|Polak says he will be using the laser in a variety of ways in his research.|
As just published online in the Proceedings of the Royal Society B, “Microscale Laser Surgery Reveals Adaptive Function of Male Intromittent Genitalia” Polak’s research showed that without a doubt among the fruit fly species Drosophila bipectinata Duda, the males’ penile peculiarities assisted them in copulation.
Polak, an associate professor in the Department of Biological Sciences in McMicken College of Arts and Sciences at UC, used a laser ablation technique to cut off tiny “intromittent” spines on the genitalia of virgin male D. bipectinata fruit flies.
“We refer to these genital spines as intromittent because they insert [them] into female external genitalia during copulation, and not because they insert into the reproductive tract,” Polak and Rashed explain in their paper.
This image has been magnified to show an ablated spine and an intact spine.
Polak’s study concluded that the male genital spines serve two functions. When the spines were removed, the males experienced drastic reductions in ability to copulate and ability to compete against rival males for mates. However, if the males were able to copulate, they found that insemination and fertilization rates were not significantly different.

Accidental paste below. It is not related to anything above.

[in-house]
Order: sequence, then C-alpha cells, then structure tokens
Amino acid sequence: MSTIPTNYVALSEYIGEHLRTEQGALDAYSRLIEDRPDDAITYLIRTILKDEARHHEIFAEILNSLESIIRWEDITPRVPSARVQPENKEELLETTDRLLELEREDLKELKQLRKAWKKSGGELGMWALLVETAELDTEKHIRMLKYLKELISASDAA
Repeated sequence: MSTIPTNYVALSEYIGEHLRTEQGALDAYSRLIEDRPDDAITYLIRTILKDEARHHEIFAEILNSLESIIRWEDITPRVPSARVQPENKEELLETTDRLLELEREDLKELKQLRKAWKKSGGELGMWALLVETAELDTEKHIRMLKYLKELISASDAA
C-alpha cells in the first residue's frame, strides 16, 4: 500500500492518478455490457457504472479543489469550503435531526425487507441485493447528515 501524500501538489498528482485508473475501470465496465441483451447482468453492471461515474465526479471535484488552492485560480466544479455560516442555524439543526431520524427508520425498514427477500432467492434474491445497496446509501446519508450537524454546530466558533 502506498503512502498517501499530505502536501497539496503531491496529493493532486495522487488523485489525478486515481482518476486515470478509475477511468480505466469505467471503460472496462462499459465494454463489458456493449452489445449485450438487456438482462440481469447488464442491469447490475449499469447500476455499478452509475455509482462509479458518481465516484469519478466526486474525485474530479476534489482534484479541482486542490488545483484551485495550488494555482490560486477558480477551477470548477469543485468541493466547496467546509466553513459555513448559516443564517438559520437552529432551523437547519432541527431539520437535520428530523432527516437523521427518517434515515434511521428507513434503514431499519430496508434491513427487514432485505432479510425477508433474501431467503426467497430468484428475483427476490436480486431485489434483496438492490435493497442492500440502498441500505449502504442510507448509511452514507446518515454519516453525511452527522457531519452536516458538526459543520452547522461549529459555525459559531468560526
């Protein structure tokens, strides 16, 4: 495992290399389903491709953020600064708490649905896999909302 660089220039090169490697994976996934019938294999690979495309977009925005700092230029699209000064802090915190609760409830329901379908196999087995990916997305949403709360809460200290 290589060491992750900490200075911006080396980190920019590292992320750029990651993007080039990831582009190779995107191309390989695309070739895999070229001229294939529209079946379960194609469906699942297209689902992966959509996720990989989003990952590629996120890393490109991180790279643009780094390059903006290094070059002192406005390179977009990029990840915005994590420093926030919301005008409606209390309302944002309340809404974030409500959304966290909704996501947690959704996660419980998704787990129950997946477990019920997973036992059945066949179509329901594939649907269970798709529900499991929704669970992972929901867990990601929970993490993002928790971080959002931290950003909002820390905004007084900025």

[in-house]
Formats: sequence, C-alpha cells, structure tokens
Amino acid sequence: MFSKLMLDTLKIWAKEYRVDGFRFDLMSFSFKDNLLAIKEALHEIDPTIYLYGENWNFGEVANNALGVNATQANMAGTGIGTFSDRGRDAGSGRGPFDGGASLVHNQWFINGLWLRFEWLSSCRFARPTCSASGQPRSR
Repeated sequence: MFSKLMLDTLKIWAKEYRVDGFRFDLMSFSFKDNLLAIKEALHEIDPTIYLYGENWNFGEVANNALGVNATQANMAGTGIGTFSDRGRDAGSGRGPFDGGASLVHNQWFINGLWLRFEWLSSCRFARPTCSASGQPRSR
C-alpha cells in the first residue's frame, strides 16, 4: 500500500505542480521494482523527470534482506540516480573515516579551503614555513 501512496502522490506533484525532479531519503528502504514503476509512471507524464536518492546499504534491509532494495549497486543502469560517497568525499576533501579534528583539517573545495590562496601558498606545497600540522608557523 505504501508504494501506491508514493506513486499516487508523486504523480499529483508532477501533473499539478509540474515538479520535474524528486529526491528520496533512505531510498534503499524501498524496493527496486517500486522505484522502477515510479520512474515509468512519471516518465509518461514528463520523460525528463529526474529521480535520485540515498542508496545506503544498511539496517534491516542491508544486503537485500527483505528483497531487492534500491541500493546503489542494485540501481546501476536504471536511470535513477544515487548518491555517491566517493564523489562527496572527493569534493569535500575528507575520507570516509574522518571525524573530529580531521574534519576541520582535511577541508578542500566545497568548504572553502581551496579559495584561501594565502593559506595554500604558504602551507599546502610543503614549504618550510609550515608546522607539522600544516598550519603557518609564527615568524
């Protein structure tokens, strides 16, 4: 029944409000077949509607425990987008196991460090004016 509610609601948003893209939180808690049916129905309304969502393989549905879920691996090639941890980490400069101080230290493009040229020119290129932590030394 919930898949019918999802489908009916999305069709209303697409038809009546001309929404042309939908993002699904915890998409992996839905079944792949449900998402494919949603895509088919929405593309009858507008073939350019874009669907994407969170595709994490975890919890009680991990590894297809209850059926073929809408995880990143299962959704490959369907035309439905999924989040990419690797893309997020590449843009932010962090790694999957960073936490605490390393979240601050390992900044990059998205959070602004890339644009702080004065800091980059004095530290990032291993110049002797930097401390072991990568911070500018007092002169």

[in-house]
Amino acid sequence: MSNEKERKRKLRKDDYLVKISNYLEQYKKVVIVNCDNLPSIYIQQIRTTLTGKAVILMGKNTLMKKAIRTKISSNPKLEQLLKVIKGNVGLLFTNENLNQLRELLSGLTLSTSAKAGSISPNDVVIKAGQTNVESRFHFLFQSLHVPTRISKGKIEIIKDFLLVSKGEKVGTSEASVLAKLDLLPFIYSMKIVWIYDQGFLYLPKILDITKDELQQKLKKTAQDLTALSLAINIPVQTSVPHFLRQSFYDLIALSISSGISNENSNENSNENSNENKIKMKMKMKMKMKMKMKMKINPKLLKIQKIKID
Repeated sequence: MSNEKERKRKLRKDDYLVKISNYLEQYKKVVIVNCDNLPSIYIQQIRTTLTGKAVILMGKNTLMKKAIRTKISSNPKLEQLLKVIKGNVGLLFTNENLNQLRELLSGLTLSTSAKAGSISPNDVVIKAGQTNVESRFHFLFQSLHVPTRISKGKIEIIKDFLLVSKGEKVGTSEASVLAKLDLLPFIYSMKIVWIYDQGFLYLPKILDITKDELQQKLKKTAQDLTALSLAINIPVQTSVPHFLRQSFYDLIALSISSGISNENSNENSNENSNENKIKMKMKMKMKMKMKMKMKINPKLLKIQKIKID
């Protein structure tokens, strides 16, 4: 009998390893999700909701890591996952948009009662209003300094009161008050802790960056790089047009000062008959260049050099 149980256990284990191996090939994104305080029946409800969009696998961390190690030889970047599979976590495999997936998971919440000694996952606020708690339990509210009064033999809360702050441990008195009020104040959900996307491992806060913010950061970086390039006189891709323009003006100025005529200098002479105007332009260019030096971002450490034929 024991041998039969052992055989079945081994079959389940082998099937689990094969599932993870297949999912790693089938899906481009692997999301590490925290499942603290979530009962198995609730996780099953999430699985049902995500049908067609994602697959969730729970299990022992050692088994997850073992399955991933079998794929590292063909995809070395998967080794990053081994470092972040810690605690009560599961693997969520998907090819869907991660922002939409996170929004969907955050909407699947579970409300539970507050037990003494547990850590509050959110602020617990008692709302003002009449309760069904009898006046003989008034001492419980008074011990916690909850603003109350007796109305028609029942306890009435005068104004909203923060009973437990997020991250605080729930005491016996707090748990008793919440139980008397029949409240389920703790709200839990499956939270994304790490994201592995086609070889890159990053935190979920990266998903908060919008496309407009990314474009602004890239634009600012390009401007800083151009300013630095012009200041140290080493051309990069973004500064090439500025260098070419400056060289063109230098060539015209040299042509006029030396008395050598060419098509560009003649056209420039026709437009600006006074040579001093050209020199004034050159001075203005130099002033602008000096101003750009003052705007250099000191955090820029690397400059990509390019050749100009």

They’re not done yet, says Polak.
“We are using the laser for a variety of projects, including to surgically excise other genital traits and the tiny but elaborate male sex ‘combs’ used in courtship, and to study their adaptive function in sexual selection.”
This research was partially supported by National Science Foundation (NSF) USA (grant DEB-0345990).
Read more about it:
“Microscale laser surgery reveals adaptive function of male intromittent genitalia,” Proceedings of the Royal Society B
“The Spiky Penis Gets the Girl” by Emily Laut, ScienceNOW Daily News